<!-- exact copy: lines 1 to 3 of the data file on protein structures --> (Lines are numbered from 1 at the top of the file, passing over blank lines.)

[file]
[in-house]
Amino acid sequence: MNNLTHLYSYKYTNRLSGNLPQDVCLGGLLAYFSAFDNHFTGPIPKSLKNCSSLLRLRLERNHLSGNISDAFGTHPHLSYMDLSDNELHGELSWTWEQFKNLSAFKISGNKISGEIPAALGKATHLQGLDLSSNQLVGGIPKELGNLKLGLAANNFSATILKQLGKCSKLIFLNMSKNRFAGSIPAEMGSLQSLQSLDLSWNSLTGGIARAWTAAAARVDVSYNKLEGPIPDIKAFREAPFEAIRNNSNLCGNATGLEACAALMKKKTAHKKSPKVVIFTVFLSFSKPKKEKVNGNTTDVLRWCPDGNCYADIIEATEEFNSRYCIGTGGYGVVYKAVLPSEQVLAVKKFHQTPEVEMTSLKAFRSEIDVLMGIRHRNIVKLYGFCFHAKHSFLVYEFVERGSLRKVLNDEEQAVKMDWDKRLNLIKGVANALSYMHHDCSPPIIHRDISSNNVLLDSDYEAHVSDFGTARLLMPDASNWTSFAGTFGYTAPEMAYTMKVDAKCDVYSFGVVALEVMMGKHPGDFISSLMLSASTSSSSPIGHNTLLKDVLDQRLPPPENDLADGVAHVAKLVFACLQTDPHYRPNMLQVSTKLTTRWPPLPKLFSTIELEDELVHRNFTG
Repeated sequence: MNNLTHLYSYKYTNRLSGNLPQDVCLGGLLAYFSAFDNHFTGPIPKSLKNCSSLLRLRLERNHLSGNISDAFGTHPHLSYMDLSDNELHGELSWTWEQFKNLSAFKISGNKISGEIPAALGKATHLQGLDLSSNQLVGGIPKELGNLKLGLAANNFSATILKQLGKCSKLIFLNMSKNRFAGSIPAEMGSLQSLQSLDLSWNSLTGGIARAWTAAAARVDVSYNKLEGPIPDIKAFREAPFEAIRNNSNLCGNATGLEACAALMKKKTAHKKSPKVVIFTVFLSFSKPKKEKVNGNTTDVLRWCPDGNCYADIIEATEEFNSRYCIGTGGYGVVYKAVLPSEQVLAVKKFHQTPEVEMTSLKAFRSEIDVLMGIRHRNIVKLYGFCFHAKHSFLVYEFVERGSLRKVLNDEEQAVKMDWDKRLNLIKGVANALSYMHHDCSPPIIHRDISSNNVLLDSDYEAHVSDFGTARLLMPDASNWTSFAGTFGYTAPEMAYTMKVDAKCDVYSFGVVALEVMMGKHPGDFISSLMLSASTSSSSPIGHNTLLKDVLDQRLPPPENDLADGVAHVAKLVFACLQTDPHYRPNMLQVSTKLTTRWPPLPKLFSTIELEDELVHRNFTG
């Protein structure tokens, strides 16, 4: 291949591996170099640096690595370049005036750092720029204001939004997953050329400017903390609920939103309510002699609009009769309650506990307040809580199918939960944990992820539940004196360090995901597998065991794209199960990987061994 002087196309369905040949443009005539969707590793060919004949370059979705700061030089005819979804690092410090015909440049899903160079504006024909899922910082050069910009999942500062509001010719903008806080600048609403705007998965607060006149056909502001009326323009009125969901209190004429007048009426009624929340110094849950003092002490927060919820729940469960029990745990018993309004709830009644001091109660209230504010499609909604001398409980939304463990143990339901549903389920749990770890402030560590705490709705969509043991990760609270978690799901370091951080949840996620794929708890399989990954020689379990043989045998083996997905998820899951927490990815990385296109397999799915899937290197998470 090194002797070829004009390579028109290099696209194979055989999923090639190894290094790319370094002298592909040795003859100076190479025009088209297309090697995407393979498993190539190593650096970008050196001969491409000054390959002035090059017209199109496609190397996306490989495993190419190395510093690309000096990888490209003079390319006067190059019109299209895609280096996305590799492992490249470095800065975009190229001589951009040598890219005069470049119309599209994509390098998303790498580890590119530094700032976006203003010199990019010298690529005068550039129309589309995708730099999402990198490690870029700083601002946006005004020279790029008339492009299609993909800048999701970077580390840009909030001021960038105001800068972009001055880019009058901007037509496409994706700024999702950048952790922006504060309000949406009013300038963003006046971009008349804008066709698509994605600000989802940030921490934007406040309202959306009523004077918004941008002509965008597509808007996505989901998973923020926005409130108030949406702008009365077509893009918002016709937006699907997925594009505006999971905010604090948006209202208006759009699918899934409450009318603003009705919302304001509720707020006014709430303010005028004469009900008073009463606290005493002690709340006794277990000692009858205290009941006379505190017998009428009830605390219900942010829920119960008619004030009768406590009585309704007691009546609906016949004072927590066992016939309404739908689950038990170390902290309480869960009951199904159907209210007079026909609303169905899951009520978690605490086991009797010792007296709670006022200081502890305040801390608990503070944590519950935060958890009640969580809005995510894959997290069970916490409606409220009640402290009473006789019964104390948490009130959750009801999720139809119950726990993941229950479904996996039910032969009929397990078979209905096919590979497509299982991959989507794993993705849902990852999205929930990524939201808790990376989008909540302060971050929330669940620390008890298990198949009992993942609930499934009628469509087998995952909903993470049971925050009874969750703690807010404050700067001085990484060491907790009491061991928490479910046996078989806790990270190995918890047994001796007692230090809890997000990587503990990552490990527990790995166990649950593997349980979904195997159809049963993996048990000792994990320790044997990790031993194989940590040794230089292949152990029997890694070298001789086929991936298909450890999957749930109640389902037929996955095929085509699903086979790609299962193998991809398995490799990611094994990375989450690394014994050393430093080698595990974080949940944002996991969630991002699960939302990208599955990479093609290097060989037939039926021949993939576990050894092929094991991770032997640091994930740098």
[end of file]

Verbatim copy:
[in-house]
Amino acid sequence: MNNLTHLYSYKYTNRLSGNLPQDVCLGGLLAYFSAFDNHFTGPIPKSLKNCSSLLRLRLERNHLSGNISDAFGTHPHLSYMDLSDNELHGELSWTWEQFKNLSAFKISGNKISGEIPAALGKATHLQGLDLSSNQLVGGIPKELGNLKLGLAANNFSATILKQLGKCSKLIFLNMSKNRFAGSIPAEMGSLQSLQSLDLSWNSLTGGIARAWTAAAARVDVSYNKLEGPIPDIKAFREAPFEAIRNNSNLCGNATGLEACAALMKKKTAHKKSPKVVIFTVFLSFSKPKKEKVNGNTTDVLRWCPDGNCYADIIEATEEFNSRYCIGTGGYGVVYKAVLPSEQVLAVKKFHQTPEVEMTSLKAFRSEIDVLMGIRHRNIVKLYGFCFHAKHSFLVYEFVERGSLRKVLNDEEQAVKMDWDKRLNLIKGVANALSYMHHDCSPPIIHRDISSNNVLLDSDYEAHVSDFGTARLLMPDASNWTSFAGTFGYTAPEMAYTMKVDAKCDVYSFGVVALEVMMGKHPGDFISSLMLSASTSSSSPIGHNTLLKDVLDQRLPPPENDLADGVAHVAKLVFACLQTDPHYRPNMLQVSTKLTTRWPPLPKLFSTIELEDELVHRNFTG
Repeated sequence: MNNLTHLYSYKYTNRLSGNLPQDVCLGGLLAYFSAFDNHFTGPIPKSLKNCSSLLRLRLERNHLSGNISDAFGTHPHLSYMDLSDNELHGELSWTWEQFKNLSAFKISGNKISGEIPAALGKATHLQGLDLSSNQLVGGIPKELGNLKLGLAANNFSATILKQLGKCSKLIFLNMSKNRFAGSIPAEMGSLQSLQSLDLSWNSLTGGIARAWTAAAARVDVSYNKLEGPIPDIKAFREAPFEAIRNNSNLCGNATGLEACAALMKKKTAHKKSPKVVIFTVFLSFSKPKKEKVNGNTTDVLRWCPDGNCYADIIEATEEFNSRYCIGTGGYGVVYKAVLPSEQVLAVKKFHQTPEVEMTSLKAFRSEIDVLMGIRHRNIVKLYGFCFHAKHSFLVYEFVERGSLRKVLNDEEQAVKMDWDKRLNLIKGVANALSYMHHDCSPPIIHRDISSNNVLLDSDYEAHVSDFGTARLLMPDASNWTSFAGTFGYTAPEMAYTMKVDAKCDVYSFGVVALEVMMGKHPGDFISSLMLSASTSSSSPIGHNTLLKDVLDQRLPPPENDLADGVAHVAKLVFACLQTDPHYRPNMLQVSTKLTTRWPPLPKLFSTIELEDELVHRNFTG